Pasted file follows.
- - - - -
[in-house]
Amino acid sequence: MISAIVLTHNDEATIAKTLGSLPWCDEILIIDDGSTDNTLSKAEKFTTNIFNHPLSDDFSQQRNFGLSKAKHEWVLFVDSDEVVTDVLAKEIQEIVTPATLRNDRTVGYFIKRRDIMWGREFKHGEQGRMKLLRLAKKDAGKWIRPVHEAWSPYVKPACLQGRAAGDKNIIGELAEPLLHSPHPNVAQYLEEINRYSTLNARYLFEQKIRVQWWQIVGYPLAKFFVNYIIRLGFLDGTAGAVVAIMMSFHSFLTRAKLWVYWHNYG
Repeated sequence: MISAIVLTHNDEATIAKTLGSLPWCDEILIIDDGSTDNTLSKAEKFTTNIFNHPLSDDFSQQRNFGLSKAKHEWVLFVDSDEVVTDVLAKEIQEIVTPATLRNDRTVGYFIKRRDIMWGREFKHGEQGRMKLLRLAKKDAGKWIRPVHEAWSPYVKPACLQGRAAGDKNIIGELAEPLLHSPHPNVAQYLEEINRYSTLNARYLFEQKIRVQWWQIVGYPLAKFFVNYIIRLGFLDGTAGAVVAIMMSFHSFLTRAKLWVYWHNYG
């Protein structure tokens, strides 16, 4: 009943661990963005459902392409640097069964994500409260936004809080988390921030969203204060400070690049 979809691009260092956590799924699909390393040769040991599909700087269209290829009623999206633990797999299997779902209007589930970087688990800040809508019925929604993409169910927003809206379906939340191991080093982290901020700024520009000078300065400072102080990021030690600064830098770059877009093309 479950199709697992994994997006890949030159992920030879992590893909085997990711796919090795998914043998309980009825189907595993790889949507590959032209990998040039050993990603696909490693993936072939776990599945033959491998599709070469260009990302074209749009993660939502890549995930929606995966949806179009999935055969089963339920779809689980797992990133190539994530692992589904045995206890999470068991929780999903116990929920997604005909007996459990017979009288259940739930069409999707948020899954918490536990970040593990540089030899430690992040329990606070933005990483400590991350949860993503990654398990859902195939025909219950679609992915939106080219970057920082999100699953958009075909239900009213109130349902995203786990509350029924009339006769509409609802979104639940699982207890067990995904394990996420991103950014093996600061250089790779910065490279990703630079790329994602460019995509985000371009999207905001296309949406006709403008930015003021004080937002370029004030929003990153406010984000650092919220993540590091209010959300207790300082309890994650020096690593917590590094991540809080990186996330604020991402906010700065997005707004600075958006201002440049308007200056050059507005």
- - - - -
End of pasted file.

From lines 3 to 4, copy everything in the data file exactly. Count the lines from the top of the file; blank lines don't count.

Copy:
Repeated sequence: MISAIVLTHNDEATIAKTLGSLPWCDEILIIDDGSTDNTLSKAEKFTTNIFNHPLSDDFSQQRNFGLSKAKHEWVLFVDSDEVVTDVLAKEIQEIVTPATLRNDRTVGYFIKRRDIMWGREFKHGEQGRMKLLRLAKKDAGKWIRPVHEAWSPYVKPACLQGRAAGDKNIIGELAEPLLHSPHPNVAQYLEEINRYSTLNARYLFEQKIRVQWWQIVGYPLAKFFVNYIIRLGFLDGTAGAVVAIMMSFHSFLTRAKLWVYWHNYG
């Protein structure tokens, strides 16, 4: 009943661990963005459902392409640097069964994500409260936004809080988390921030969203204060400070690049 979809691009260092956590799924699909390393040769040991599909700087269209290829009623999206633990797999299997779902209007589930970087688990800040809508019925929604993409169910927003809206379906939340191991080093982290901020700024520009000078300065400072102080990021030690600064830098770059877009093309 479950199709697992994994997006890949030159992920030879992590893909085997990711796919090795998914043998309980009825189907595993790889949507590959032209990998040039050993990603696909490693993936072939776990599945033959491998599709070469260009990302074209749009993660939502890549995930929606995966949806179009999935055969089963339920779809689980797992990133190539994530692992589904045995206890999470068991929780999903116990929920997604005909007996459990017979009288259940739930069409999707948020899954918490536990970040593990540089030899430690992040329990606070933005990483400590991350949860993503990654398990859902195939025909219950679609992915939106080219970057920082999100699953958009075909239900009213109130349902995203786990509350029924009339006769509409609802979104639940699982207890067990995904394990996420991103950014093996600061250089790779910065490279990703630079790329994602460019995509985000371009999207905001296309949406006709403008930015003021004080937002370029004030929003990153406010984000650092919220993540590091209010959300207790300082309890994650020096690593917590590094991540809080990186996330604020991402906010700065997005707004600075958006201002440049308007200056050059507005």